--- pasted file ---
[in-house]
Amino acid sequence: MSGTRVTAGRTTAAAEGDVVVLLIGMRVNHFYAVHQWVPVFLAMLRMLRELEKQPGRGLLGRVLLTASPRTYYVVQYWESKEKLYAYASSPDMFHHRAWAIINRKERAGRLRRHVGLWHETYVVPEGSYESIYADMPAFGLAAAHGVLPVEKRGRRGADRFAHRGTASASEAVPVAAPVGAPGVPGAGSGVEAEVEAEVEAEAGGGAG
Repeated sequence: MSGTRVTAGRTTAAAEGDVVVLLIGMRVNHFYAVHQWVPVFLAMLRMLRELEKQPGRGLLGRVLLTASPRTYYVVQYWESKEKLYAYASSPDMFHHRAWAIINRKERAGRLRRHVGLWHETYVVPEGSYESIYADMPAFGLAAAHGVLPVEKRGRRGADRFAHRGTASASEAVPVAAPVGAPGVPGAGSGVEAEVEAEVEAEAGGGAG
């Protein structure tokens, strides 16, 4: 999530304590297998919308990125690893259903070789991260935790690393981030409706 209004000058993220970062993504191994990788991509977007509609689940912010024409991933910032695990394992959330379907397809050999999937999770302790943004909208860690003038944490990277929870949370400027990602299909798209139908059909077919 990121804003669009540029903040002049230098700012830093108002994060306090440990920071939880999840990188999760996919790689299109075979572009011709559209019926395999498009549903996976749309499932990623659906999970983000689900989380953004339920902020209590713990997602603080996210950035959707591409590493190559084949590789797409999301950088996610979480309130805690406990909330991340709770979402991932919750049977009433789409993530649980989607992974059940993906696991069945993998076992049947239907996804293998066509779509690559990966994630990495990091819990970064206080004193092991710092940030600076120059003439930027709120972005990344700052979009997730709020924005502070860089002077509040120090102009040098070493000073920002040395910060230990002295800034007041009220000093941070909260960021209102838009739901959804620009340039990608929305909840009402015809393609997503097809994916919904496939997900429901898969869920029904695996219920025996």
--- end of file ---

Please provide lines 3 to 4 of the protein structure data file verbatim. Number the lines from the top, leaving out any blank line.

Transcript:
Repeated sequence: MSGTRVTAGRTTAAAEGDVVVLLIGMRVNHFYAVHQWVPVFLAMLRMLRELEKQPGRGLLGRVLLTASPRTYYVVQYWESKEKLYAYASSPDMFHHRAWAIINRKERAGRLRRHVGLWHETYVVPEGSYESIYADMPAFGLAAAHGVLPVEKRGRRGADRFAHRGTASASEAVPVAAPVGAPGVPGAGSGVEAEVEAEVEAEAGGGAG
């Protein structure tokens, strides 16, 4: 999530304590297998919308990125690893259903070789991260935790690393981030409706 209004000058993220970062993504191994990788991509977007509609689940912010024409991933910032695990394992959330379907397809050999999937999770302790943004909208860690003038944490990277929870949370400027990602299909798209139908059909077919 990121804003669009540029903040002049230098700012830093108002994060306090440990920071939880999840990188999760996919790689299109075979572009011709559209019926395999498009549903996976749309499932990623659906999970983000689900989380953004339920902020209590713990997602603080996210950035959707591409590493190559084949590789797409999301950088996610979480309130805690406990909330991340709770979402991932919750049977009433789409993530649980989607992974059940993906696991069945993998076992049947239907996804293998066509779509690559990966994630990495990091819990970064206080004193092991710092940030600076120059003439930027709120972005990344700052979009997730709020924005502070860089002077509040120090102009040098070493000073920002040395910060230990002295800034007041009220000093941070909260960021209102838009739901959804620009340039990608929305909840009402015809393609997503097809994916919904496939997900429901898969869920029904695996219920025996």